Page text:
Multinational Production, Skilled Labor and Real Wages
NBER Working Paper No. 5483
Adapting our earlier model of multinationals, we address policy issues involving wages and labor skills. Multinational firms may arise endogenously, exporting their firm-specific knowledge capital to foreign production facilities, and geographically fragmenting production into skilled and unskilled-labor-intensive activities. Multinationals thus alter the nature of trade, from trade in goods (produced with both skilled and unskilled labor) to trade in skilled- labor-intensive producer services. Results shed light on several policy questions. First, multinationals increase the skilled/unskilled wage gap in the high income country and, under some circumstances, in the low income country as well. Second, there is a sense in which multinationals export low skilled jobs to the lower income country. Third, trade barriers do not protect unskilled labor in the high income countries. By inducing a regime shift to multinationals, trade barriers protect the abundant factor, at least in the high income country and possibly in both countries. Fourth, a convergence in country characteristics induces the entry of multinationals and raises the skilled-unskilled wage gap in the initially large and skilled-labor-abundant country, and possibly in the small skilled-labor-scarce country as well.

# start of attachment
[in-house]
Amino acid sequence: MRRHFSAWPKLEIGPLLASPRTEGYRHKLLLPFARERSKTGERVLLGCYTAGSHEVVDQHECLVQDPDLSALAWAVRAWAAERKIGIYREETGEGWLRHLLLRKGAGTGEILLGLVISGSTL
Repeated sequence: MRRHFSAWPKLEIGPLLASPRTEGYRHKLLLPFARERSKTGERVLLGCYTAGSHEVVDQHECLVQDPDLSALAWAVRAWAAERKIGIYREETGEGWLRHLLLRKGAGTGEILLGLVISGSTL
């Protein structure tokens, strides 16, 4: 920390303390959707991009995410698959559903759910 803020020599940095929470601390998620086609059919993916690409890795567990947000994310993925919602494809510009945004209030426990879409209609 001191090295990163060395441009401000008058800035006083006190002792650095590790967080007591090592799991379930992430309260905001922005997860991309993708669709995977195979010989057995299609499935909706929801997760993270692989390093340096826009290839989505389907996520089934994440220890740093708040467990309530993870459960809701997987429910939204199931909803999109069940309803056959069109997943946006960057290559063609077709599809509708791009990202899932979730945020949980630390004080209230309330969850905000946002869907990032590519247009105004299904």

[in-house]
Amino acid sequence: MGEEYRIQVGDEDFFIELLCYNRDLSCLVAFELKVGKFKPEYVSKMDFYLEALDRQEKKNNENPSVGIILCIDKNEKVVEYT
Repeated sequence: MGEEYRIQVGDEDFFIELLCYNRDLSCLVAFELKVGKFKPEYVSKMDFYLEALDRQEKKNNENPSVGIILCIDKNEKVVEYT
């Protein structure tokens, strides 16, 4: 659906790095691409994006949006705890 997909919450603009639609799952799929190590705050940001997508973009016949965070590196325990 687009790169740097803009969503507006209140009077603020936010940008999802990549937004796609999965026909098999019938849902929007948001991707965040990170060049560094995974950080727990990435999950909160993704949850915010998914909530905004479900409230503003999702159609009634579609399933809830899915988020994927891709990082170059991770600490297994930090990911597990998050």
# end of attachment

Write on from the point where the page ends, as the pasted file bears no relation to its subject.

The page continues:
Published: in Richard Baldwin (ed), Dynamic Issues in Applied Commercial Policy Analysis, Cambridge: Cambridge University Press, 1999.
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